Change

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I have some decisions that need to be made, and I’m not sure which way to turn. How do you deal with change? I’m referring to the type of change that can turn your life upside down and inside out, leaving you with something new and shiny, or regretfully ugly. The kind of change that presents you with a life-altering decision, and the fate of your happiness depends on your answer.

I’ve told you how my daughter deals with change. She just doesn’t. She throws catastrophic tantrums, that could quite possibly wipe out small towns, and are usually preceded by a string of tornadic meltdowns, until she “adjusts”. My Mom cries, and cries, and cries, until she’s one, big, wet, mess and then, she’s fine. My sister rolls with the punches, never missing a single beat, totally unphased, and morphing with the new. Then there’s me. Where do I fall you ask?

I fall somewhere between my daughter and mother. I cry. I protest. I stall. I scream. I run. I stomp my feet. I beg and plead, and then I give up. See I do not have a problem with all change. Change in itself is necessary for growth, for social reform, and well, it’s just a part of life. The part of change I have a problem with is all the uncertainty, the unknowns, and the loss that lines change. It makes me nervous and jittery. I want to know if this new plan will payoff? How much of the old will I be losing? Will it be worth it? Will I be happy? Should I just stay with the familiar? I’m getting nowhere so then i turn to my friend pragmatics.

Oh, how I love pragamtics! I begin to make lists of pros and cons, weighing my options. I begin to re-count every major decision I’ve made in the last several years and I relive the aftermath hoping to find answers for my future.

June 14, 2003. I find myself in a hotel room, in the bathroom alone, door locked. I am sitting on a toilet still in my wedding gown and head between my knees. Perfectly sprayed curls, fall in my face, and I hear my tears splatter as they hit the cold tile. Oh, Lord what have I done, rolls thru my mind. In the whisper of two words, “I do”, I had sacrificed my home address, my last name, and my freedom. I was sick to my stomach and I wanted to go home to the way things were before today. What if this doesn’t work? What if he doesn’t love me as much as I love him? What if he regrets marrying me? What if he wants to take it all back? What if? What if? What if? I am about to puke, of course, when I hear someone knock on the door. It’s him, my husband. “Tammy, are you okay in there,” he asks genuinely concerned. At the sound of his voice my heart skips a beat and butterflies take flight in my tummy. I know instantly why I did this. Why I chose to get married, because I love him. I honestly love him, I do! You can imagine what happened next…hmm! Nine years later he is still my husband, still the one, the only one. Good decision? Yes!

November 1, 2006. I am in the bathroom again, sitting on the toilet. I am still in my nightgown, and my head is between my knees again. My left hand grabs my forehead, the right hand holds a white plastic stick with a digital face. In the middle, the word reads, pregnant. I am sick to my stomach, because I am upset, and because I am truly sick. Sick as a dog! This wasn’t exactly what I was expecting. I hadn’t expected to get pregnant so soon. I thought it would take months, maybe even years. Now I find myself with child and unsure. I loved my life, every square inch of it, just the way it was, married with no children. My husband and I could come and go as we pleased. We could do whatever we wanted, whenever we wanted. We were young and free with little responsibilities. Now our life was about to change drastically. Could I make all the sacrifices motherhood required? Would I be able to care for a baby? Would I know what to do? Would I love it? Would it love me? Would my husband and I survive a baby? So many what ifs that were answered by a single cry 41 weeks and 12 hours of labor later. The minute she stretched her lungs and wailed, I knew love had found me. My life was no longer the same, it was so much better than I could have ever imagined. I became a Mother, and the best decision I have ever made to date.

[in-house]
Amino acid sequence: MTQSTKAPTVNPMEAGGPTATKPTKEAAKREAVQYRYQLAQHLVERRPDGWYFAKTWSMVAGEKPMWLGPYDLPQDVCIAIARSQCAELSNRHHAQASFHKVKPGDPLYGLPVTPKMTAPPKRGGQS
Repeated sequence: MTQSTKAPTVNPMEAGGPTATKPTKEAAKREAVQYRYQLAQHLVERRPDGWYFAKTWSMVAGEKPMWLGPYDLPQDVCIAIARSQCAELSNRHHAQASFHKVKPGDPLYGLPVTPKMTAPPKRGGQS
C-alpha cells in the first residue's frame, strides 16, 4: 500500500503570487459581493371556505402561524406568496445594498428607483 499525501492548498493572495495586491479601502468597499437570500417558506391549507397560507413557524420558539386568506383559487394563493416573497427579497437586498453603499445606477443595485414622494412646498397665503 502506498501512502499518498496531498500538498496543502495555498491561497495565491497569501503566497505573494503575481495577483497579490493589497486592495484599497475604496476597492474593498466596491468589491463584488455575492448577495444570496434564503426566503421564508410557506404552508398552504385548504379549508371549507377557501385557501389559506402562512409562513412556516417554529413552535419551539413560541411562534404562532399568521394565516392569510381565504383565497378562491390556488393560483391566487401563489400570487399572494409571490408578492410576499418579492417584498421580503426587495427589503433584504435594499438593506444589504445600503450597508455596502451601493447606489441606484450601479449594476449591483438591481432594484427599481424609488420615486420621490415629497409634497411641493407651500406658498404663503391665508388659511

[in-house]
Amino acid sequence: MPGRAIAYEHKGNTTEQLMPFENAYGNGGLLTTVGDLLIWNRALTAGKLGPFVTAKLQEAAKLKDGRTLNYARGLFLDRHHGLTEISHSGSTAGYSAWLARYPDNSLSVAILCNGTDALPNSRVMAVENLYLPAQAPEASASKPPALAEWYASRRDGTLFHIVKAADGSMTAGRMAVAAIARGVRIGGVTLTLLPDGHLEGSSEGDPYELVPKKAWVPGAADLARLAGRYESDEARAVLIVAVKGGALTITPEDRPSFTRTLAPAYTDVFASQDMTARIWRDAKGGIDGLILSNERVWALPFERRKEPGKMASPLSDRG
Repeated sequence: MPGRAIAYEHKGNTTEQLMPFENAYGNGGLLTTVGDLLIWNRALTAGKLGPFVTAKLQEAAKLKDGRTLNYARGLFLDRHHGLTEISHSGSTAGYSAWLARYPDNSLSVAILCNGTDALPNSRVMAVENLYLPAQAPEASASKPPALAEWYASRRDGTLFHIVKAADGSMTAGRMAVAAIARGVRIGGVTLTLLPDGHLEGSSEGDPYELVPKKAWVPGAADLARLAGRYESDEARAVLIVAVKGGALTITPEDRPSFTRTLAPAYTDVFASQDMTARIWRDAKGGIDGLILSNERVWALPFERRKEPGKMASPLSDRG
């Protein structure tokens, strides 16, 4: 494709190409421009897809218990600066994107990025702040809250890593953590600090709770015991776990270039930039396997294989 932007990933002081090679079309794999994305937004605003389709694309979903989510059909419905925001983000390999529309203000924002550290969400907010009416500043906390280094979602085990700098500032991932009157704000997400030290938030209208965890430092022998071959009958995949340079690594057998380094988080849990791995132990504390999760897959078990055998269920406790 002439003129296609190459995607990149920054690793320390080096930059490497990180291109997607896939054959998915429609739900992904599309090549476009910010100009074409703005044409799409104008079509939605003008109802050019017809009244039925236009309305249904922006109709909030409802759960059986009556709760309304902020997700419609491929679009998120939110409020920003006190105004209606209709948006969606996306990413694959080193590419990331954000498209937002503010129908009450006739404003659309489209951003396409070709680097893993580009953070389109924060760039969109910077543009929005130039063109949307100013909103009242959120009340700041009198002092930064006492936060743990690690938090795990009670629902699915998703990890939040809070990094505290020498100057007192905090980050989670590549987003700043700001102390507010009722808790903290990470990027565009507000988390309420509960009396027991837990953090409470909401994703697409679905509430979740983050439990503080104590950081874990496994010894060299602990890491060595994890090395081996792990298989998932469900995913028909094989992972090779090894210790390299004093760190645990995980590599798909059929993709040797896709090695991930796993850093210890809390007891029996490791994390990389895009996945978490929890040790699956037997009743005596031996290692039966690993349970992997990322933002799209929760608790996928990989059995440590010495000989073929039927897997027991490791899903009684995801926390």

January 26, 2012. My husband, 2-year-old daughter, and me wait to be seated at one of our favorite restaurants. The hostess asks, “How many?”. My husband responds, “Three.”. She leads us to our table, I struggle to fit my very pregnant belly comfortably behind the table. Then it hits me, “Today is the very last day that we will be a family of three!”. The next time we are seated at a restaurant we will need seating for four. I burst into tears. My husband is worried, the waiter is freaked out, and my daughter is clueless. What have we did? My daughter will no longer have all our love, all our attention. What if she wants me to take the baby back? What if having a sibling ruins her life? How will I manage with two, when I struggle so much with one? How am I ever going to do this? But I did, and I’m still doing it. Lauryn loves her brother almost more than she loves me. She is Bert to his Ernie. Her Barbie to his Ken. Her Batman to his Robin. Two peas in a pod. Twins with different birthdays! Inseparable. Good decision? Yes!

So, here I am again with change on my coattails, and I’m flapping wildly in the wind. A part of me longs to get a better grip, hold on tight, and just enjoy the ride. The other part of me wants to let go, let change slip thru my fingertips, and let my feet land on familiar ground. I know if I play it safe, I’ll live with regrets. If I take a risk, and go with change, I stand to lose some things I love dearly. So, what’s a girl to do? This one is going to roll the dice and pray they land in my favor!

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